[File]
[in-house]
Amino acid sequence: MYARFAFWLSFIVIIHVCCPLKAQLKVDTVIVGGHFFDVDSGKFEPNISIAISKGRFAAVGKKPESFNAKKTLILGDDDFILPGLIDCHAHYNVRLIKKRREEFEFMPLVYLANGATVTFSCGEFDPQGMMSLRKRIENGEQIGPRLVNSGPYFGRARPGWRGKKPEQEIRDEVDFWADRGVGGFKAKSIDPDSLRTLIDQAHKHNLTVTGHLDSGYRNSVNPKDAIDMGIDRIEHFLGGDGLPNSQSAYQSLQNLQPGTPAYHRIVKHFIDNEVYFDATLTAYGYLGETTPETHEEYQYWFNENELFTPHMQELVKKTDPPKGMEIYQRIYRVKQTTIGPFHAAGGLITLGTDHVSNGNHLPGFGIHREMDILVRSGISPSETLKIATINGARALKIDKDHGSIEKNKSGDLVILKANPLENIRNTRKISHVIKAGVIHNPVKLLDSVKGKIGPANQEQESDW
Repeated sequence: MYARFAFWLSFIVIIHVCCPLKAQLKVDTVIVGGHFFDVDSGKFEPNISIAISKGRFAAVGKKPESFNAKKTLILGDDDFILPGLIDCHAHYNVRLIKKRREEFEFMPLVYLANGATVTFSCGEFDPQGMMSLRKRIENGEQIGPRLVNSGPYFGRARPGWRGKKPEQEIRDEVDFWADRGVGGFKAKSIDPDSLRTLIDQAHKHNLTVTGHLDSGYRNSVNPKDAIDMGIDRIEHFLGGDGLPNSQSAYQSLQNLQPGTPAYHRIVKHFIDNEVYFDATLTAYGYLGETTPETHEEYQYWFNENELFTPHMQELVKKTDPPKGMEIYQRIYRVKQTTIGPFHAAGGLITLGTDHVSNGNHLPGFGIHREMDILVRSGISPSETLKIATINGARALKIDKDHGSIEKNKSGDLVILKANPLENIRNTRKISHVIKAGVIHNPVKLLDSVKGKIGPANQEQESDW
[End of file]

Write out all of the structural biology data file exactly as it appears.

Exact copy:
[in-house]
Amino acid sequence: MYARFAFWLSFIVIIHVCCPLKAQLKVDTVIVGGHFFDVDSGKFEPNISIAISKGRFAAVGKKPESFNAKKTLILGDDDFILPGLIDCHAHYNVRLIKKRREEFEFMPLVYLANGATVTFSCGEFDPQGMMSLRKRIENGEQIGPRLVNSGPYFGRARPGWRGKKPEQEIRDEVDFWADRGVGGFKAKSIDPDSLRTLIDQAHKHNLTVTGHLDSGYRNSVNPKDAIDMGIDRIEHFLGGDGLPNSQSAYQSLQNLQPGTPAYHRIVKHFIDNEVYFDATLTAYGYLGETTPETHEEYQYWFNENELFTPHMQELVKKTDPPKGMEIYQRIYRVKQTTIGPFHAAGGLITLGTDHVSNGNHLPGFGIHREMDILVRSGISPSETLKIATINGARALKIDKDHGSIEKNKSGDLVILKANPLENIRNTRKISHVIKAGVIHNPVKLLDSVKGKIGPANQEQESDW
Repeated sequence: MYARFAFWLSFIVIIHVCCPLKAQLKVDTVIVGGHFFDVDSGKFEPNISIAISKGRFAAVGKKPESFNAKKTLILGDDDFILPGLIDCHAHYNVRLIKKRREEFEFMPLVYLANGATVTFSCGEFDPQGMMSLRKRIENGEQIGPRLVNSGPYFGRARPGWRGKKPEQEIRDEVDFWADRGVGGFKAKSIDPDSLRTLIDQAHKHNLTVTGHLDSGYRNSVNPKDAIDMGIDRIEHFLGGDGLPNSQSAYQSLQNLQPGTPAYHRIVKHFIDNEVYFDATLTAYGYLGETTPETHEEYQYWFNENELFTPHMQELVKKTDPPKGMEIYQRIYRVKQTTIGPFHAAGGLITLGTDHVSNGNHLPGFGIHREMDILVRSGISPSETLKIATINGARALKIDKDHGSIEKNKSGDLVILKANPLENIRNTRKISHVIKAGVIHNPVKLLDSVKGKIGPANQEQESDW